Posted June 2, 2017 at 2:08 pm | Permalink

      Mike Wilson
      If the vast majority of people…95%-99% made their voting decision based on whether Mrs May attends a TV debate then you might have something. You and people on this site are interested in politics and make the time to watch such debates.( if that is waht it was supposed to was a farce ) Everyone else is either working, playing, watching a movie, in the garden, at the pub, walking the dog, or asleep as they work shifts, changing nappies, washing the dishes, cooking,eating. They would be stupid anyway to base their voting decision on a one-off TV performance. , Even the Corbyn suppoerters in the audience were so brash, and hooligan-like that no-one would wish to vote and associate themselves with such people.They lack personal control and basic civility.
      BTW don’t bet any money on your Election prediction. You’ll thank me!

      • DaveM
        Posted June 2, 2017 at 6:42 pm | Permalink

        I think you’re wrong. Labour supporters round my way have demonstrated their sharp political and economic acumen as well as their mature approach and natural ability to run the country. How you may ask? By daubing obscenities all over the Conservative party candidate’s signs. Brilliant. Why would you consider voting for anyone else?!

  17. housey-housey!
    Posted June 2, 2017 at 11:00 am | Permalink

    The housing bubble and car purchase bubble is hotting up worldwide. It will be worse when it all crashes because one way or another financial entities have worked around subprime rules and are now lending at Grimm’s fairytale deal levels. Canada anbs the USA have already openly got bigger “bubbles” than just prior to 2008 “But it won’t lad to a crash because “blah blah blah” Well some older fund managers are not taking the risk with their clients’ money and their own reputations and are getting out of the mortgage and even private rented lending sector as fast as they can.

  18. Too good a customer
    Posted June 2, 2017 at 11:10 am | Permalink

    Credit card companies ditched many of their excellent payers some years ago. They wrote letters saying their customers should either use their credit cards more often and where there was actual credit on cards gave their customers a choice of three charities to give the money to (comnpulsory ) or spend more money on the card. That isn’t to say present card holders are bad customers or bad payers. But if much is owed on them now, and it is, it would suggest our economy is going to take a big hit….timescale unknown but the advance of online retailing can only make a crash come faster and be more profound.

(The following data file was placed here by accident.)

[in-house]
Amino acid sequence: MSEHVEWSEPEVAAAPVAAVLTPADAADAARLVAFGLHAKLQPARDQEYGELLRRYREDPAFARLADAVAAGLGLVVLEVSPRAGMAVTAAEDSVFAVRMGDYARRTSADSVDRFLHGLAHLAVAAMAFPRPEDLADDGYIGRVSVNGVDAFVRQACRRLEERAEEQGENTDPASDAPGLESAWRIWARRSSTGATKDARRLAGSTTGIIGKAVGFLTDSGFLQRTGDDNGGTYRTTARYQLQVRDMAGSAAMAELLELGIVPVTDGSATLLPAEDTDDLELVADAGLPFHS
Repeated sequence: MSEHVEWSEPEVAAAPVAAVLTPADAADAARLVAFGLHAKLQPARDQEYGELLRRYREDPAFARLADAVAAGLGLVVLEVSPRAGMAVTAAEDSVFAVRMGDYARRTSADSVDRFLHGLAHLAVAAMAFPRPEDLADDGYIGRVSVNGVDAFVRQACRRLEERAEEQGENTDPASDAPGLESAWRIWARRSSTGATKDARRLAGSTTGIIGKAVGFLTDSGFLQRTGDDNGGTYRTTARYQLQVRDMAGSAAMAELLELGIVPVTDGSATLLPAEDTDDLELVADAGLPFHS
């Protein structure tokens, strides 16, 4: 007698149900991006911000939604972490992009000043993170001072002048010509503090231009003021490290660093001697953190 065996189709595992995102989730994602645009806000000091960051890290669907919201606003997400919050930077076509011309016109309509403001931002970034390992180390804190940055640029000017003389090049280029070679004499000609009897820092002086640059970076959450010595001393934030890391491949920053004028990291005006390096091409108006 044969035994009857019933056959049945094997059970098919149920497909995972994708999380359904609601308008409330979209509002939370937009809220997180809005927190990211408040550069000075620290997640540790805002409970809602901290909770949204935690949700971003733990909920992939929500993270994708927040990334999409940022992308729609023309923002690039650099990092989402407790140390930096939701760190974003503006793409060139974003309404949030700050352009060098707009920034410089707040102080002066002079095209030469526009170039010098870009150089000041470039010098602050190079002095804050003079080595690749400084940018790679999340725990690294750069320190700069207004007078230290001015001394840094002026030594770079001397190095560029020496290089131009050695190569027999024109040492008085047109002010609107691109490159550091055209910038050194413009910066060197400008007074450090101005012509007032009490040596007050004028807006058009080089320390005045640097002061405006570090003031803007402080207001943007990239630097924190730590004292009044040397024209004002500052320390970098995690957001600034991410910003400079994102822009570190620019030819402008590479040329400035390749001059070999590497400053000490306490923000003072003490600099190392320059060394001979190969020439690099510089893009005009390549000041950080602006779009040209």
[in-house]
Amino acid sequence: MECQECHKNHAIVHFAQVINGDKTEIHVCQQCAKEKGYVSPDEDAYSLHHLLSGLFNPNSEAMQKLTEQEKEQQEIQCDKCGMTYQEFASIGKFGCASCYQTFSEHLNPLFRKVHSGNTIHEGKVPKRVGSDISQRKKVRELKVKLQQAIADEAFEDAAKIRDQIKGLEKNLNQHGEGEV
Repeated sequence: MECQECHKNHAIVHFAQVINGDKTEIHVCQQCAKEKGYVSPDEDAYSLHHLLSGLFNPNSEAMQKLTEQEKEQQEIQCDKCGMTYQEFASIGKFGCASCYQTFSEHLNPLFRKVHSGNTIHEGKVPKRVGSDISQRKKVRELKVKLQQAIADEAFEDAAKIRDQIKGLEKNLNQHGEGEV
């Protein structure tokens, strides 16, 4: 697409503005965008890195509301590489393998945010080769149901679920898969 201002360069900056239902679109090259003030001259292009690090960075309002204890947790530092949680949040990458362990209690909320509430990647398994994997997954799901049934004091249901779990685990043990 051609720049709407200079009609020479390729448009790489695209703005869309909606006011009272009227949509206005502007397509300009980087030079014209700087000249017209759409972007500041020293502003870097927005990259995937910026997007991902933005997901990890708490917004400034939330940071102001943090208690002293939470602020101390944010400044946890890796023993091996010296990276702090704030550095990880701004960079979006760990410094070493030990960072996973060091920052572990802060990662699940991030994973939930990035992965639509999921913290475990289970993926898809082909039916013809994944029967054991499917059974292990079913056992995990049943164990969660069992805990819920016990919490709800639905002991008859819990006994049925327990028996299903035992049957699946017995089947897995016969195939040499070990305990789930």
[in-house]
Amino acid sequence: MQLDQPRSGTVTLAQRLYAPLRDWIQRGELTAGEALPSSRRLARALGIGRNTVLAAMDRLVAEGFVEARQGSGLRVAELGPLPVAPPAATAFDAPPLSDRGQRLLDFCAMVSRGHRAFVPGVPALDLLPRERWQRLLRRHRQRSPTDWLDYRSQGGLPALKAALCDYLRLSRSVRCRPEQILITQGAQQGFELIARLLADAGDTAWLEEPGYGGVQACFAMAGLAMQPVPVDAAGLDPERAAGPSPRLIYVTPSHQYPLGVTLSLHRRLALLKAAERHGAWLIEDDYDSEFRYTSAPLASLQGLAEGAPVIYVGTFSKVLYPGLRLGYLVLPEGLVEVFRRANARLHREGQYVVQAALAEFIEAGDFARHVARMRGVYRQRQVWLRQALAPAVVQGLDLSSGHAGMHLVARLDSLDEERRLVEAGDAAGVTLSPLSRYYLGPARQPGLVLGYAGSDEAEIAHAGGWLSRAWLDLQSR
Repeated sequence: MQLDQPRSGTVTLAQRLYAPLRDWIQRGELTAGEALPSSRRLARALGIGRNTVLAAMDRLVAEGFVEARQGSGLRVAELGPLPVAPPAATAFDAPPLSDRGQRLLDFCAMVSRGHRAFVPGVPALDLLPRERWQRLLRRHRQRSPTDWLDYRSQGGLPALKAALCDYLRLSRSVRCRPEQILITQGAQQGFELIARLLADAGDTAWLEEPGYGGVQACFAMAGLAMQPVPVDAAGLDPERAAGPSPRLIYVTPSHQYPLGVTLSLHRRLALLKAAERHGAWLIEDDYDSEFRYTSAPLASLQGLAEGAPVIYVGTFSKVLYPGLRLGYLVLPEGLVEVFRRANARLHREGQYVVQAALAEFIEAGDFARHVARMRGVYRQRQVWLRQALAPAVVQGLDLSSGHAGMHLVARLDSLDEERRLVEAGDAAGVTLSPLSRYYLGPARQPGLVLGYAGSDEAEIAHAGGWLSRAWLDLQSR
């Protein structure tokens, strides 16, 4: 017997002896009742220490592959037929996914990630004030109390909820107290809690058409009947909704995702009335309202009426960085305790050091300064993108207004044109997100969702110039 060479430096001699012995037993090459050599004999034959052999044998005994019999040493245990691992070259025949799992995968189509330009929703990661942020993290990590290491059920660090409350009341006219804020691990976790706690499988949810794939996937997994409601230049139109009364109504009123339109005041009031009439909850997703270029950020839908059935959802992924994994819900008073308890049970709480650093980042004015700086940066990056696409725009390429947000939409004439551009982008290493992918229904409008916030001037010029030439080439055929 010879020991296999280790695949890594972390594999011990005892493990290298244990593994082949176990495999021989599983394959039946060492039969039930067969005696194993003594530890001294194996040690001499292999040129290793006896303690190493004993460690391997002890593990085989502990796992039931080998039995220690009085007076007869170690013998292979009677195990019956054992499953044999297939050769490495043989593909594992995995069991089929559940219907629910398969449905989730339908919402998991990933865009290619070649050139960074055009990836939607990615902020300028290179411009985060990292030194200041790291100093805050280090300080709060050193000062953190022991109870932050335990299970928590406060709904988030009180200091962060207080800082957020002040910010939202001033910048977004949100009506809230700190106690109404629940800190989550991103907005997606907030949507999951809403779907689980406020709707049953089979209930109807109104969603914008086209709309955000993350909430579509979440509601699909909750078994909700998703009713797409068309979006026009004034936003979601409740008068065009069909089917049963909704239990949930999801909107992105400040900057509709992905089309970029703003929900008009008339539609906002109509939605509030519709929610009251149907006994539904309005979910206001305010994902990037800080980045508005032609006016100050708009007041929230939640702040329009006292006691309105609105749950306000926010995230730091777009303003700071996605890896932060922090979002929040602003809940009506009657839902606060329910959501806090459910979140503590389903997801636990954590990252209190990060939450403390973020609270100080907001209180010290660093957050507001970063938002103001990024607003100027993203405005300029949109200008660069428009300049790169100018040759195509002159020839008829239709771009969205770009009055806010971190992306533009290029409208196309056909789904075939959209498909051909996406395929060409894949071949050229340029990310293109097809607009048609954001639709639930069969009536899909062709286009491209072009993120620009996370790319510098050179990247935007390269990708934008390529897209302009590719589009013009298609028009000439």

19. Oracle
    Posted June 2, 2017 at 12:19 pm | Permalink

    The Labour Party, LibDems and the SNP are creating uncertainty. No-one in their right mind would invest in the UK in the event of a win by their Coalition of Chaos. Good will start to come if Mrs May wins a thumping majority.
    Though Clegg will probably retain his seat, he seemed unnerved on BBC Question Time and a very calming SNP Angus Robertson changed subject abruptly and deliberately.
    My assessment of the panel’s body-language is that LibDems are going to get a thorough roasting, Labour is going to lose considerably, Angus Robertson will retain his SNP seat and possibly become SNP leader instead of Sturgeon. I have a feeling he personally prefers being in Scotland than London.

  20. Mike Wilson
    Posted June 2, 2017 at 1:58 pm | Permalink

    Just had a bet on Labour to win at 6/1. The bookies have the Tories at 1/10 or worse. The mind boggles.

    • Roy Grainger
      Posted June 2, 2017 at 4:25 pm | Permalink

      The odds you quote are for most seats, not an overall majority. There is no way at all Labour can win most seats and no polis close to saying they can. You have wasted your money.

    • Dame Rita Webb
      Posted June 2, 2017 at 5:11 pm | Permalink

      The bookies were wrong on BREXIT and Trump. I would be interested on the odds for
      the Conservatives as largest party with no majority

    • saint
      Posted June 2, 2017 at 10:16 pm | Permalink

      Mike Wilson
      It might be an idea to find out what those odds mean.

  21. Snack
    Posted June 2, 2017 at 4:17 pm | Permalink

    The historic low price of cocoa is not reflected in the prices of chocolate. It seems like a tax on kids’ pocket money by the retailers. In any event what they may be losing on other food-goods they make up by fleecing little children. With modern dieticians trashing and making comic formerly wholesome school meals, kids need chocolate to “fill that gap” with….

  22. Ed Mahony
    Posted June 2, 2017 at 4:30 pm | Permalink


    It’s totally irrelevant at this stage whether you’re trained in physics or not.

    What matters is the amount of scientists who claim climate change is real, who they are, and what arguments they make.